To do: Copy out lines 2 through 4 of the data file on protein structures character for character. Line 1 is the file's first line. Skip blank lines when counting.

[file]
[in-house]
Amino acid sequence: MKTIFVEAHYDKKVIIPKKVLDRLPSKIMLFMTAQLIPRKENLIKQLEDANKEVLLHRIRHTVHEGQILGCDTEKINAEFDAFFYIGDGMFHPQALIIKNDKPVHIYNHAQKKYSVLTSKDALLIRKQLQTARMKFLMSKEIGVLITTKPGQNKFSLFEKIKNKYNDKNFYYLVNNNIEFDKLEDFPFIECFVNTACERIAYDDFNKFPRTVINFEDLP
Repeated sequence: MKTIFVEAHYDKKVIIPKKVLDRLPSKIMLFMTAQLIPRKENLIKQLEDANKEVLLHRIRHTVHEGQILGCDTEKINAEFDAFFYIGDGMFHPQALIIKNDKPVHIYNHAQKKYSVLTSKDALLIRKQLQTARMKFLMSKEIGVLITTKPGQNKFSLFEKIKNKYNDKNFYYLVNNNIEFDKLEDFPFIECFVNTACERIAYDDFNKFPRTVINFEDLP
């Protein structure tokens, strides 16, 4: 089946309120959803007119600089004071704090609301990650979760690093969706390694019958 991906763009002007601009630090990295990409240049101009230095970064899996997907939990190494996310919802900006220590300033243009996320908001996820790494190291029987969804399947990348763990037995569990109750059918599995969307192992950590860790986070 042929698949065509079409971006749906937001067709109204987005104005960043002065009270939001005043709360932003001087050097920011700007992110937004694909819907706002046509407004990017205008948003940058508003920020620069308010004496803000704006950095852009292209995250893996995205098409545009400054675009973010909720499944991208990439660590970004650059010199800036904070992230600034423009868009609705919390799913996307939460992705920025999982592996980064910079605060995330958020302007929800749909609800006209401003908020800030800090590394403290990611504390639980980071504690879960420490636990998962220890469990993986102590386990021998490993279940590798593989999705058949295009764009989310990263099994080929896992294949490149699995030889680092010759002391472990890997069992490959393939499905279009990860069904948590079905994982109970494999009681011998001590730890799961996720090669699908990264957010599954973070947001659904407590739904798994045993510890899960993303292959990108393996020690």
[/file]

Amino acid sequence: MKTIFVEAHYDKKVIIPKKVLDRLPSKIMLFMTAQLIPRKENLIKQLEDANKEVLLHRIRHTVHEGQILGCDTEKINAEFDAFFYIGDGMFHPQALIIKNDKPVHIYNHAQKKYSVLTSKDALLIRKQLQTARMKFLMSKEIGVLITTKPGQNKFSLFEKIKNKYNDKNFYYLVNNNIEFDKLEDFPFIECFVNTACERIAYDDFNKFPRTVINFEDLP
Repeated sequence: MKTIFVEAHYDKKVIIPKKVLDRLPSKIMLFMTAQLIPRKENLIKQLEDANKEVLLHRIRHTVHEGQILGCDTEKINAEFDAFFYIGDGMFHPQALIIKNDKPVHIYNHAQKKYSVLTSKDALLIRKQLQTARMKFLMSKEIGVLITTKPGQNKFSLFEKIKNKYNDKNFYYLVNNNIEFDKLEDFPFIECFVNTACERIAYDDFNKFPRTVINFEDLP
């Protein structure tokens, strides 16, 4: 089946309120959803007119600089004071704090609301990650979760690093969706390694019958 991906763009002007601009630090990295990409240049101009230095970064899996997907939990190494996310919802900006220590300033243009996320908001996820790494190291029987969804399947990348763990037995569990109750059918599995969307192992950590860790986070 042929698949065509079409971006749906937001067709109204987005104005960043002065009270939001005043709360932003001087050097920011700007992110937004694909819907706002046509407004990017205008948003940058508003920020620069308010004496803000704006950095852009292209995250893996995205098409545009400054675009973010909720499944991208990439660590970004650059010199800036904070992230600034423009868009609705919390799913996307939460992705920025999982592996980064910079605060995330958020302007929800749909609800006209401003908020800030800090590394403290990611504390639980980071504690879960420490636990998962220890469990993986102590386990021998490993279940590798593989999705058949295009764009989310990263099994080929896992294949490149699995030889680092010759002391472990890997069992490959393939499905279009990860069904948590079905994982109970494999009681011998001590730890799961996720090669699908990264957010599954973070947001659904407590739904798994045993510890899960993303292959990108393996020690």